There was a silence, in which the cool, hard eyes did not change, nor the face around them (and Lalette had the sensation that if she looked into them any longer, she would drown). Dame Quasso said; “Sit down ... We have had girls like you before, and always they make me doubtful of those who admit you to the company of the Myonessae. Nevertheless, it is our task, who conduct these couvertines, to see that you are instructed to a better way of life. Listen attentively; there is in this domain of Mancherei and in our honorable order no question of prostitution, which concerns those who sell for money what they should give for love. But it is the wise ordinance of our Prophet that they who would attain to the state of Initiates shall not marry before quitting this material body for that life which is the God of love. For marriage is viewed with approval by the old churches as though it were something to be desired. Yet it is but a license to serve the god of Evil, in whose armory no weapon is so potent as the propagation of further mankind into this bodily world, which he wholly rules. Therefore it is ordered that when one who has reached the diaconal estate is overcome by the desires which the god of Evil has placed in all flesh, he shall seek out the Myonessae, choose one, and cohabit with her for as long as they both will. It is a matter of free choice and no compulsion. Yet during such time, the diaconal is not allowed to continue his studies, thus standing in danger of never becoming Initiate, but of dying and being reborn into some ugly form, as a serpent or an insect.”

Said Lalette, nipping a lip in her little white teeth; “And what of us, who merely satisfy the lusts of these men?”

From severity, the mattern’s face turned to astonishment. “Why, this is the very service of love, that we offer our bodies, not in exchange for the sustainment a man gives us and the satisfaction of our own desires, but in the name of the love of God, that all may benefit by learning the vanity of earthly wishes.”

“I was not told of this, and I do not think I like it.”

Dame Quasso’s face turned stern again. “Very well,” she said in an iron voice. “There are some who will not accept instruction. I will have the account made up of what you owe for the passage here. When it is paid, you may have a porter take your box wherever you please.”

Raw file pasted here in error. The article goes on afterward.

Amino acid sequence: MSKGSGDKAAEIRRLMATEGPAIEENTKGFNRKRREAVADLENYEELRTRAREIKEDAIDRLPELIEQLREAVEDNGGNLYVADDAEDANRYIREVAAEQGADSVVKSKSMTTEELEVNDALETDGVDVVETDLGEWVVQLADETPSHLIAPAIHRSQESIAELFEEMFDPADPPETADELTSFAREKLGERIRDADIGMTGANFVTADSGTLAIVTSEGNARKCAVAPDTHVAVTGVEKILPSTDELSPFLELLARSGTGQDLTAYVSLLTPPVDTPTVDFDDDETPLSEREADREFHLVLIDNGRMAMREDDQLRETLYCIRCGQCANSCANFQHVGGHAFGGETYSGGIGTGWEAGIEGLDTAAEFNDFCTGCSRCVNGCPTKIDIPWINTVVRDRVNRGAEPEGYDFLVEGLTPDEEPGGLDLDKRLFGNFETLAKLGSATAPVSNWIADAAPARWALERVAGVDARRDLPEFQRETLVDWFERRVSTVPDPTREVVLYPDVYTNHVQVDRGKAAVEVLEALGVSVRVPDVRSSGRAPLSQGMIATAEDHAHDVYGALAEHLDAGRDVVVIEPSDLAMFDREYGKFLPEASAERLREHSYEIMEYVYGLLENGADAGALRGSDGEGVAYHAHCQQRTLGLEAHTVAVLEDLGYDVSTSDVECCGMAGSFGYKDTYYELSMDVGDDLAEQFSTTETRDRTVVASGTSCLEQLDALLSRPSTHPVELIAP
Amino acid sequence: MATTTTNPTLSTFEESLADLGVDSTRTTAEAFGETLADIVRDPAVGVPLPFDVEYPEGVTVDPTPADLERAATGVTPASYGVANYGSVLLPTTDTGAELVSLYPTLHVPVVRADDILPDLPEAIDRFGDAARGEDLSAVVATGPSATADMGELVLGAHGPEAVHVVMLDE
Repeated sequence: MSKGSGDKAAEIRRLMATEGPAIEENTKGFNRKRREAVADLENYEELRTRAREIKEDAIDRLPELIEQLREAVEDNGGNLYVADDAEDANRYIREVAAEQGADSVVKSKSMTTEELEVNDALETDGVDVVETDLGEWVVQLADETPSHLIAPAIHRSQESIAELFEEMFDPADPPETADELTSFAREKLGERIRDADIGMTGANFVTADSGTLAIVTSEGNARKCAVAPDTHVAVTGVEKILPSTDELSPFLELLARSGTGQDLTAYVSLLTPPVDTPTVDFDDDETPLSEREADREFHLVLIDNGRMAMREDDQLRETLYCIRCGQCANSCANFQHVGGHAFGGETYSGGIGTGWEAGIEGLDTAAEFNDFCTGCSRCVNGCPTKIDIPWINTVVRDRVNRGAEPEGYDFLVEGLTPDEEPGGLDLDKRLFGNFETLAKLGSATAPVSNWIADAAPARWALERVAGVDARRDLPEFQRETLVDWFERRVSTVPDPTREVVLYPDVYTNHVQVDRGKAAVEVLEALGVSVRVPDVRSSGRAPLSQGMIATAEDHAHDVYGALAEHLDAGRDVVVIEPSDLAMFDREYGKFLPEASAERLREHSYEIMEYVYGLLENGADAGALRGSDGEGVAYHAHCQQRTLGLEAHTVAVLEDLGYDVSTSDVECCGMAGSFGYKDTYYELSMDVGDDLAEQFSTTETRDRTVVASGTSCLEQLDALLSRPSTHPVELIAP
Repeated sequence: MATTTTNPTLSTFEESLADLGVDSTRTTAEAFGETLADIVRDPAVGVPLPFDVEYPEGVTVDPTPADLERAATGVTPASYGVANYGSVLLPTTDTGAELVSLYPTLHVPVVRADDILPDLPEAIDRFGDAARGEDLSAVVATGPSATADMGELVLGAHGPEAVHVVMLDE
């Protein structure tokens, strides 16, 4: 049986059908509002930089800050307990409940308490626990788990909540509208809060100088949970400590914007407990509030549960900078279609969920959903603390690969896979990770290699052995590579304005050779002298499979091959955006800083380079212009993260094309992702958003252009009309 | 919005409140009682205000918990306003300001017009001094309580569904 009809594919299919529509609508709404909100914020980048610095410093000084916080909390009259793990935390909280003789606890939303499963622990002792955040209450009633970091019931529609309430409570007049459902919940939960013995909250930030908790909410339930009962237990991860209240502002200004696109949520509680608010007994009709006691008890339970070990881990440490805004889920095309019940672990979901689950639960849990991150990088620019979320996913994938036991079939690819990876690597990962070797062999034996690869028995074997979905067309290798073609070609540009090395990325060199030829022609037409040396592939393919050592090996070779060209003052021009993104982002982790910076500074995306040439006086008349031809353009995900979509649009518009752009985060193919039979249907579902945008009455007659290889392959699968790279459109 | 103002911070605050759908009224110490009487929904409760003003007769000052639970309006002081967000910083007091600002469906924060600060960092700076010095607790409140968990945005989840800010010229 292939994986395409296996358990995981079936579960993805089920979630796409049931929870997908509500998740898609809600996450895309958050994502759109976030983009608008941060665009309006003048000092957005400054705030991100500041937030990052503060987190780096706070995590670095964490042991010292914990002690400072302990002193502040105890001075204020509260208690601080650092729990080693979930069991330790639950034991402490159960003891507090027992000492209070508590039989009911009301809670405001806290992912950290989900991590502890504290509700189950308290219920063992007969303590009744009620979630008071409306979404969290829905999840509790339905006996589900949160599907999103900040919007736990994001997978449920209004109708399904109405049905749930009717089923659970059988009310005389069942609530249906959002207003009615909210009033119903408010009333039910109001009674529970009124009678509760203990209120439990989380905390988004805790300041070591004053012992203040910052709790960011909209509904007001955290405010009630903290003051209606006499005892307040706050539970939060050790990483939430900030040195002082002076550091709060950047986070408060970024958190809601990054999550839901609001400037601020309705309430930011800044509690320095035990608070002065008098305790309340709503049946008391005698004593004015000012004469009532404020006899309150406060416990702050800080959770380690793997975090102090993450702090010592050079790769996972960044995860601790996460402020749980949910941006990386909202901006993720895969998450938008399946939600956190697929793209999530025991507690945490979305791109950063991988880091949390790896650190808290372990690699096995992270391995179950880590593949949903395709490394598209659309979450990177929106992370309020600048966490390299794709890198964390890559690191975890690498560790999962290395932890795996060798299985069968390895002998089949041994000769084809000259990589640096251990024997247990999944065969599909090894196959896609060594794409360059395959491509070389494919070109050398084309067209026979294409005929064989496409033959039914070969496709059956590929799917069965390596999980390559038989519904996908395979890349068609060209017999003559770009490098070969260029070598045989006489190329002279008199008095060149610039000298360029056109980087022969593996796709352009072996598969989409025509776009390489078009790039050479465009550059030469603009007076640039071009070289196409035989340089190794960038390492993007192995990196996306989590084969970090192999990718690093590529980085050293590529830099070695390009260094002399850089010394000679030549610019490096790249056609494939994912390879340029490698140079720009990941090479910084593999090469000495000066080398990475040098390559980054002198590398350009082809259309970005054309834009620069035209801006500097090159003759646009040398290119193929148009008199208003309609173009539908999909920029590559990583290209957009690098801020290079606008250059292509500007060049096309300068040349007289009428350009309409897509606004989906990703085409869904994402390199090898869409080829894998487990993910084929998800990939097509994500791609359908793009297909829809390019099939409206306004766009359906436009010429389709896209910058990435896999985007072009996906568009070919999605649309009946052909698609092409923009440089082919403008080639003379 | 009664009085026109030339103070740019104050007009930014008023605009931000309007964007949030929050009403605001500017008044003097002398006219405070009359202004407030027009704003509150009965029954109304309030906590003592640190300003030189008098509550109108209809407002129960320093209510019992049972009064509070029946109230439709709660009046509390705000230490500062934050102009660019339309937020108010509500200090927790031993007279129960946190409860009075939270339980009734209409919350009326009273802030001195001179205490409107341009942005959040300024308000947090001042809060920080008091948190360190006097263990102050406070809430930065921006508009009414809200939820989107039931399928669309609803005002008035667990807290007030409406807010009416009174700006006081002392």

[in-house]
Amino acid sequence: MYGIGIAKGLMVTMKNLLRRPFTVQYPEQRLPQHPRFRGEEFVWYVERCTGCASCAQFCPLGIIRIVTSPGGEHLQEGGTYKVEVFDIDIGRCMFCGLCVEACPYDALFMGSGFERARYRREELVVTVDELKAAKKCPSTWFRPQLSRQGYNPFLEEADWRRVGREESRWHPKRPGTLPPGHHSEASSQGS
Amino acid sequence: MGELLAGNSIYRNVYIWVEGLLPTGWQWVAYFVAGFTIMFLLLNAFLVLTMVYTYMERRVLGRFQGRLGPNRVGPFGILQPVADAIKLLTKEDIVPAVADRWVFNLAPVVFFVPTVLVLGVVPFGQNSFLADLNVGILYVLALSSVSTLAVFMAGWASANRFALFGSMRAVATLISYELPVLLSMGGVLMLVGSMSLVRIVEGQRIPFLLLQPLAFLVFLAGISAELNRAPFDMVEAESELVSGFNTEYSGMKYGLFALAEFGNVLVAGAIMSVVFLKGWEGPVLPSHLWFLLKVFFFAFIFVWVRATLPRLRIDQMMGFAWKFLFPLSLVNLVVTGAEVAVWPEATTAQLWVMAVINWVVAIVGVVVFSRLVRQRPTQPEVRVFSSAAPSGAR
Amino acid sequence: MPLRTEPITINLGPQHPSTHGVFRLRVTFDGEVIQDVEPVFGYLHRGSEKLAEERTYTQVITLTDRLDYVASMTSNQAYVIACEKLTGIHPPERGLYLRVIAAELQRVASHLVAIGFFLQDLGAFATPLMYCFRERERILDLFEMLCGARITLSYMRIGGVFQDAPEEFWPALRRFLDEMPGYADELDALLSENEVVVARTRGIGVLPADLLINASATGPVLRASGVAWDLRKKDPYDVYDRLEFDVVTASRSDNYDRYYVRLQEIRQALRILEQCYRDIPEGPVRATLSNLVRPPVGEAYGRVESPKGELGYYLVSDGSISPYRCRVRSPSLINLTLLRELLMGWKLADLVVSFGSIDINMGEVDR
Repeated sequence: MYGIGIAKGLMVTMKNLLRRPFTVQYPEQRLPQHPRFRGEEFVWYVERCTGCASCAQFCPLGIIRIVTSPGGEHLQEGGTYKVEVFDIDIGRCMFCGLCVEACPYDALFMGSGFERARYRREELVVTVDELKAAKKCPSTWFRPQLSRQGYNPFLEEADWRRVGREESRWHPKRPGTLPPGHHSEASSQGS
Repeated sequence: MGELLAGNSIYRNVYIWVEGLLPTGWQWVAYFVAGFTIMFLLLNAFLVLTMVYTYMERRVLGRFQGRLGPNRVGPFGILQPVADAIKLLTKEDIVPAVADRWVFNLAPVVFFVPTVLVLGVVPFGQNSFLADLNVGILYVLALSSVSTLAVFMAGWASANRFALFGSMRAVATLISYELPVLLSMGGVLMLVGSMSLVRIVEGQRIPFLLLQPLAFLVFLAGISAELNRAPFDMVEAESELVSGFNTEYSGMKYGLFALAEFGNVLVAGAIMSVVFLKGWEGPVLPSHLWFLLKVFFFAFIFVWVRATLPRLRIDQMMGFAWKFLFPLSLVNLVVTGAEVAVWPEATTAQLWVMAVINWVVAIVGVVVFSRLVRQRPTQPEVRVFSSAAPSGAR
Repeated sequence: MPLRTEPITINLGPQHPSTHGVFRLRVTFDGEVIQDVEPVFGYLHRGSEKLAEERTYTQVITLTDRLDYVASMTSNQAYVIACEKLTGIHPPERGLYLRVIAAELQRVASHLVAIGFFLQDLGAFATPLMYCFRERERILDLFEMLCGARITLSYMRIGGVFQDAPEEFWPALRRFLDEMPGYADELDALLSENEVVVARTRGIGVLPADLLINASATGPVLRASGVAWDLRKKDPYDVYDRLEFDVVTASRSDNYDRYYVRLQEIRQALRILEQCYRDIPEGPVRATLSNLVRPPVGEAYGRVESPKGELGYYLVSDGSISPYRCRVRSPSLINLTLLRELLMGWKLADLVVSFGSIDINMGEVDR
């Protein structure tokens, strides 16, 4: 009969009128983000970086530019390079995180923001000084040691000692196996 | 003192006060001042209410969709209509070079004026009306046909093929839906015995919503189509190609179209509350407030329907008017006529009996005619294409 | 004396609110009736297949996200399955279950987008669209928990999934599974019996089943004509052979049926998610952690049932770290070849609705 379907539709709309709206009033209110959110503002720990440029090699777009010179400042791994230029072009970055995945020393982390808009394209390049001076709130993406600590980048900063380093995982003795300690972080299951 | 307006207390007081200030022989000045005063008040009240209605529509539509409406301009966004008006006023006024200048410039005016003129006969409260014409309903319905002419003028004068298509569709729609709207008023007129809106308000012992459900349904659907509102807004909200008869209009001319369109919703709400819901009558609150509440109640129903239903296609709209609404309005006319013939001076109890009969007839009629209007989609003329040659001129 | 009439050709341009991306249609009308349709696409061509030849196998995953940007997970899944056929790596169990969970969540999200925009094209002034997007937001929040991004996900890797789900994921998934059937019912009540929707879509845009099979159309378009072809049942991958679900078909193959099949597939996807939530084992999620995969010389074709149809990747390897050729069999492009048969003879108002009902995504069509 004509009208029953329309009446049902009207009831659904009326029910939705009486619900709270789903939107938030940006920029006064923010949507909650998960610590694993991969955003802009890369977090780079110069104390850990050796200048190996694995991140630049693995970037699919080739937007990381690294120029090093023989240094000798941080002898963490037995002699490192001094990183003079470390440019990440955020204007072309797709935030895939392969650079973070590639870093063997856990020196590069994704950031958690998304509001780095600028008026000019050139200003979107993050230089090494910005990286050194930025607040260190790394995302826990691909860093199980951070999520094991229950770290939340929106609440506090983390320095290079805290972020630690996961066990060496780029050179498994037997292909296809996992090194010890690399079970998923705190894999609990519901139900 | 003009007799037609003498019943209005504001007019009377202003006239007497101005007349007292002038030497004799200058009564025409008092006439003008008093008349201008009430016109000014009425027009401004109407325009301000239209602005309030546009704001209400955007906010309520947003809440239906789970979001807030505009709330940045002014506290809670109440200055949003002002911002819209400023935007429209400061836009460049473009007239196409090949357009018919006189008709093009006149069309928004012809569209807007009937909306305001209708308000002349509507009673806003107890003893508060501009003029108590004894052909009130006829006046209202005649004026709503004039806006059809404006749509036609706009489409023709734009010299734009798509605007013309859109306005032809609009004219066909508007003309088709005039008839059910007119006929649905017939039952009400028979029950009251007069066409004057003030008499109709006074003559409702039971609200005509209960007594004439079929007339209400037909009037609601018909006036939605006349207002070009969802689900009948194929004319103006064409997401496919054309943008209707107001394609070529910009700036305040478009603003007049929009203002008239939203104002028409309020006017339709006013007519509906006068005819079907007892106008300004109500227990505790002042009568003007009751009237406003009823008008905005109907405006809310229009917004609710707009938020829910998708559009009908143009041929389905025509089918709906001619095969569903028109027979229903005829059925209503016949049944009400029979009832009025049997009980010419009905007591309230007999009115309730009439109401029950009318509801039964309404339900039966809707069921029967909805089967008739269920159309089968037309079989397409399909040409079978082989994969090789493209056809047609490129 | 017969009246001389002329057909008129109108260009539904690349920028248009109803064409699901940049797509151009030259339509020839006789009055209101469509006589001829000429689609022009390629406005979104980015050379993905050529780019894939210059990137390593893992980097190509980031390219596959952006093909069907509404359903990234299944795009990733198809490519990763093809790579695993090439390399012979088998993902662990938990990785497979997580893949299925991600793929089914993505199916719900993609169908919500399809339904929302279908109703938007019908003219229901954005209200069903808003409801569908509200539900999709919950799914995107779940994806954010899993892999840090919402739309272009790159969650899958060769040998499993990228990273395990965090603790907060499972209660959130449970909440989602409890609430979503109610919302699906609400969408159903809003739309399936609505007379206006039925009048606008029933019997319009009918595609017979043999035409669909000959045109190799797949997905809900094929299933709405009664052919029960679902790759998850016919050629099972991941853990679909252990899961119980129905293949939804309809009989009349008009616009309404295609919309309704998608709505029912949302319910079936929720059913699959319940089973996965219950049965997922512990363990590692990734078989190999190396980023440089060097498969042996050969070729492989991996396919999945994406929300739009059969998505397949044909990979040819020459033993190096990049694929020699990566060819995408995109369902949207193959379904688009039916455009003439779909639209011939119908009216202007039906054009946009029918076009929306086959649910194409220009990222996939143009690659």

(Where, indeed? And how pay? Panic mingled with the anger that boiled anew in Lalette’s mind.) “Ah,” she said, “you talk of love and holiness, and—” then burst into tears, leaning forward with her hands covering her face. The mattern came around and placed a surprisingly gentle hand on the girl’s shoulder.

“My child,” she said. “It is not I nor the Initiates of Mancherei that place you under hard compulsion, but this material world, in which the god of Evil has all power. All you have learned, all you have gained through witchery is straight from hell. Return to your room; meditate what I have said until supper, when some of the diaconals will come, and see for yourself whether it is as sour a fate to be of the Myonessae as you now think.”

II

Rodvard had no meal at noon (lacking money), his eyeballs ached from toiling under lamplight, and the others had finished their eating when he reached the Gualdis’ shop. The dame’s voice was not very pleasant (the Blue Star told him she hoped he was not going to be as much trouble as—something he could not make out). But Leece and Vyana, the oldest daughter, reheated for him some of the stew in a casserole, and made to entertain him by asking him about his work. (When he told them it was casting accounts for the Myonessae, there was something behind Vyana’s eyes that came to him as a shapeless whirl of fear and desire, but he could neither draw her thought more clear, nor cause the subject to be pursued.)